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Planning for long-term care for your aging parents

At some point in your life, a parent or loved one may become incapable of performing everyday tasks.

For instance, your father may develop Parkinson’s disease, which can leave him shaky on his feet. He may no longer be able to take out the trash, or carry a load of clothes to the laundry room.

Or perhaps your mother’s arthritic knee will become so painful that she needs to use a walker. Simple tasks like making dinner or grocery shopping may become overwhelmingly difficult.

What are your and your parents - options?

A careful assessment of your parent’s needs - as well as what his financial situation looks like - can help you determine the proper course of action.

Family caregivers

It’s not unusual for one adult child to take on the bulk of the responsibility for elderly parents. This can be a temporary measure, but as your parent needs more and more care, there will likely come a time where you will need to look for additional help.

Hiring a home care agency

There are many companies that provide in-home help and care for seniors. Employees of these companies are typically fully vetted via a background check, and are bonded.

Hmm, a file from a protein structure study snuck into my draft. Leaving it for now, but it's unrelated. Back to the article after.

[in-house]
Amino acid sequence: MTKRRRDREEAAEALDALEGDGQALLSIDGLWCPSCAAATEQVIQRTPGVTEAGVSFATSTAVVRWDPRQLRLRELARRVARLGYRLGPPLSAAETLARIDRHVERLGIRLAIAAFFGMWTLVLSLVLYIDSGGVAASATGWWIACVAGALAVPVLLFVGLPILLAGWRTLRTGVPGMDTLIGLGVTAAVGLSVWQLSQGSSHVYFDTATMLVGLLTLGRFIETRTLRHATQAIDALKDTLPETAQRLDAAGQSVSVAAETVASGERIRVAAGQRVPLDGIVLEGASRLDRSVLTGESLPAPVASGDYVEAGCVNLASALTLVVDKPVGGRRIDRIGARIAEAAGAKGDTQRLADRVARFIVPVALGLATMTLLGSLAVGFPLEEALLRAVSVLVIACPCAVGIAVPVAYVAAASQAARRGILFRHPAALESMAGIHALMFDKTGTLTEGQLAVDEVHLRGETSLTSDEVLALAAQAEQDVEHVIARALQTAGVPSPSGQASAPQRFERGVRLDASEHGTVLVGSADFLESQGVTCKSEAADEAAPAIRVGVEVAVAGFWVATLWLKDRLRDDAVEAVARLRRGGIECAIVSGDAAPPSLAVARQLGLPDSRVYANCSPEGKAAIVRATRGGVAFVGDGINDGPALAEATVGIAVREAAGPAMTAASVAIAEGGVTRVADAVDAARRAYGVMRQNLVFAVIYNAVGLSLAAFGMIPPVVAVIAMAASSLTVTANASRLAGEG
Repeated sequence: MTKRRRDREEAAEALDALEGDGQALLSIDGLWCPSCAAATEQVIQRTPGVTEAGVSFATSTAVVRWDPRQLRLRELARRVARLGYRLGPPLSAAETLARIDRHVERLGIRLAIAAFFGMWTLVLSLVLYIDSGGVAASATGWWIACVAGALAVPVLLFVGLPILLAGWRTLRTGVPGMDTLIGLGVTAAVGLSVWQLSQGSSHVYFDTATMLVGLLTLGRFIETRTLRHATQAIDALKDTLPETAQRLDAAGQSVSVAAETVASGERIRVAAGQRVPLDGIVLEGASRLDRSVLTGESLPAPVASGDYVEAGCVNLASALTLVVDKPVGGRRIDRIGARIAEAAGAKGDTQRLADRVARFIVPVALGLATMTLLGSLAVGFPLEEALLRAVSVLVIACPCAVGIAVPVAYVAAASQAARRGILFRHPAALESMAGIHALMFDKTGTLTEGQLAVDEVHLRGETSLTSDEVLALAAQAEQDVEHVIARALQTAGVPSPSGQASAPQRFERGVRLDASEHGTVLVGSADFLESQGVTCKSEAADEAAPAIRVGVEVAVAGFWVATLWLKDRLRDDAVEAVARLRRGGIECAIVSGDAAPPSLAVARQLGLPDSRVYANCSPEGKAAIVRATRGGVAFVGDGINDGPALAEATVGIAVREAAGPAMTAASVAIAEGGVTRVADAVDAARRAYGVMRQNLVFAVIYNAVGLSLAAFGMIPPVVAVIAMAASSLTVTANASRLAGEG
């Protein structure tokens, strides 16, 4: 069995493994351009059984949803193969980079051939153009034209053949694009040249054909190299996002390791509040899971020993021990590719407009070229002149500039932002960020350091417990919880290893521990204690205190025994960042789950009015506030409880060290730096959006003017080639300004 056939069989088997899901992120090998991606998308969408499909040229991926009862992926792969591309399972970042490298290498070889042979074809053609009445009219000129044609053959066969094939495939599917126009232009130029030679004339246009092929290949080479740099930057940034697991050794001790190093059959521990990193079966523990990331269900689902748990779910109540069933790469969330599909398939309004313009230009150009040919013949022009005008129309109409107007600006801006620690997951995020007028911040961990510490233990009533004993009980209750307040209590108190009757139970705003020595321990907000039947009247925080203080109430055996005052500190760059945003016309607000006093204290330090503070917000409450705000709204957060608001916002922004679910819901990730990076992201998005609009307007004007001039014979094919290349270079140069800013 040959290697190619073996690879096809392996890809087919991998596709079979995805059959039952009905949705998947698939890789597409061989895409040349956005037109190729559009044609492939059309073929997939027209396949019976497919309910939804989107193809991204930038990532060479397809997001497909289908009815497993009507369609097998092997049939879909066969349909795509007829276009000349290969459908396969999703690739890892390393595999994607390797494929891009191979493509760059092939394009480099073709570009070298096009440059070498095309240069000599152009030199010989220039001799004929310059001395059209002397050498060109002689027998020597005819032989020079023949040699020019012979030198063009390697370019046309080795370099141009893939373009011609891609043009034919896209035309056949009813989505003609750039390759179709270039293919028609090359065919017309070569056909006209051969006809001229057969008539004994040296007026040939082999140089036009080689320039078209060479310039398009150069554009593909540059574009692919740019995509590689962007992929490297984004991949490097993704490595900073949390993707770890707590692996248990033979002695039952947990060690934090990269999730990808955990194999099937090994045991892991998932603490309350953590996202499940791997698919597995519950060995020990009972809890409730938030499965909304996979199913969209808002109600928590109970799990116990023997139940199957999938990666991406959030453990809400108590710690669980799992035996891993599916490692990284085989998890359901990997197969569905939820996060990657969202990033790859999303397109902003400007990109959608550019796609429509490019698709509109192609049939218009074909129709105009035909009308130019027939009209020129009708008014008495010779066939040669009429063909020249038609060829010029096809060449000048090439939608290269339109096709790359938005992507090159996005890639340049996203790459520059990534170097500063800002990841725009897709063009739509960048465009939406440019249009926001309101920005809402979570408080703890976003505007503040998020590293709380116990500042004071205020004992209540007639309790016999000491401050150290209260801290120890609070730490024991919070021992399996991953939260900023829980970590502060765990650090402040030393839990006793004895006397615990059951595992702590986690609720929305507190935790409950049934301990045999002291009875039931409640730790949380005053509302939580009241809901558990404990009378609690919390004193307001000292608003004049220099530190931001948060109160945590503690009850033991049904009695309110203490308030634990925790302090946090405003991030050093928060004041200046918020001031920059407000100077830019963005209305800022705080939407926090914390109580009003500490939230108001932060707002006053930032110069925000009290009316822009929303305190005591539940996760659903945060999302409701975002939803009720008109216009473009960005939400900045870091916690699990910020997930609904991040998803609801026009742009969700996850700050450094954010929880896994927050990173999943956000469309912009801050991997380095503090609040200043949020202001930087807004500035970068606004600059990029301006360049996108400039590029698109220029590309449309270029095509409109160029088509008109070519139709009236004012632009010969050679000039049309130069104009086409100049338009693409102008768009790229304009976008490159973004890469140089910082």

Sometimes home health care is covered by Medicare, which means:

  • You need to know how many hours of care per day and/or week Medicare will cover
  • You need to use a Medicare-certified home health agency

Rates can vary from one agency to another, so it’s good to get rates from a number of agencies if you will be paying out of pocket. Also make sure you know each agency’s minimum hour requirement – usually it’s at least a 2 hour minimum, but it can vary.

And if your parent is going to require help on weekends and holidays, make sure the agency covers those days.

Hiring an independent caregiver

While this is typically a less expensive option, there are some cons:

  • He may not be licensed or bonded
  • He may not be up-to-date on vaccinations
  • He may not be covered by Medicare

Sometimes a family friend who is known and trusted can step into this role.

Assisted living or nursing home

This is by far and away the most expensive option. Depending on where your parent lives, assisted living costs vary from $32,000 to $69,000 per year.

And if your parent needs the additional care of a nursing home, the annual cost varies from $54,000 to $281,000 – for a semi-private room. Private rooms are even more costly.

How are your parents going to pay for it?

While Medicare will help cover up to 100 days in a nursing home, it will not pay for long-term care. Medicaid may cover nursing home care once your parent has spent his own funds down to a predetermined level.

As you can see, long-term care for your aging parents can be expensive – and complicated. Getting professional advice and planning for it today – even making it part of an estate plan – can be beneficial for everyone involved.

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